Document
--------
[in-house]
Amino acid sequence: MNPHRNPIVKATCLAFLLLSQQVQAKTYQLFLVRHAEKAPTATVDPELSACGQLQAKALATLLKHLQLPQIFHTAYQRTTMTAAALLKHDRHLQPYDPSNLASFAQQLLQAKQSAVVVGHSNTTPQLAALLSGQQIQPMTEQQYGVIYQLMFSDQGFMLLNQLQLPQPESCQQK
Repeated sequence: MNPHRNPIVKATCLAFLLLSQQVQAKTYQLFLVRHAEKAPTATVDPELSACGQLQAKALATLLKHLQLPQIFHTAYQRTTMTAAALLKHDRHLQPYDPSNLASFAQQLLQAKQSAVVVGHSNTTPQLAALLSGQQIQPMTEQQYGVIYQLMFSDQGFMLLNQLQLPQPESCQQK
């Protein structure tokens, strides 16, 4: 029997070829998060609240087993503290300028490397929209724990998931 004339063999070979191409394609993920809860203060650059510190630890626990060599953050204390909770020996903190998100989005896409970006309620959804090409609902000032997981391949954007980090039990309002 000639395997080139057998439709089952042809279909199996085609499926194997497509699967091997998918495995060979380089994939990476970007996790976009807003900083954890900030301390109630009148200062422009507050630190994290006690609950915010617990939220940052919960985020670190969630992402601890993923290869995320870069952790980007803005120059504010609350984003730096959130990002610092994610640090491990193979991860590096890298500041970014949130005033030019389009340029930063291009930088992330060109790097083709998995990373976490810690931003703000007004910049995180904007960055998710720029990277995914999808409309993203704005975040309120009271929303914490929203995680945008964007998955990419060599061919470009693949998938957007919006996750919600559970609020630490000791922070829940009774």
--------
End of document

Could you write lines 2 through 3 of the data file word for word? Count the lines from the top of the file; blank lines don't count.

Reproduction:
Amino acid sequence: MNPHRNPIVKATCLAFLLLSQQVQAKTYQLFLVRHAEKAPTATVDPELSACGQLQAKALATLLKHLQLPQIFHTAYQRTTMTAAALLKHDRHLQPYDPSNLASFAQQLLQAKQSAVVVGHSNTTPQLAALLSGQQIQPMTEQQYGVIYQLMFSDQGFMLLNQLQLPQPESCQQK
Repeated sequence: MNPHRNPIVKATCLAFLLLSQQVQAKTYQLFLVRHAEKAPTATVDPELSACGQLQAKALATLLKHLQLPQIFHTAYQRTTMTAAALLKHDRHLQPYDPSNLASFAQQLLQAKQSAVVVGHSNTTPQLAALLSGQQIQPMTEQQYGVIYQLMFSDQGFMLLNQLQLPQPESCQQK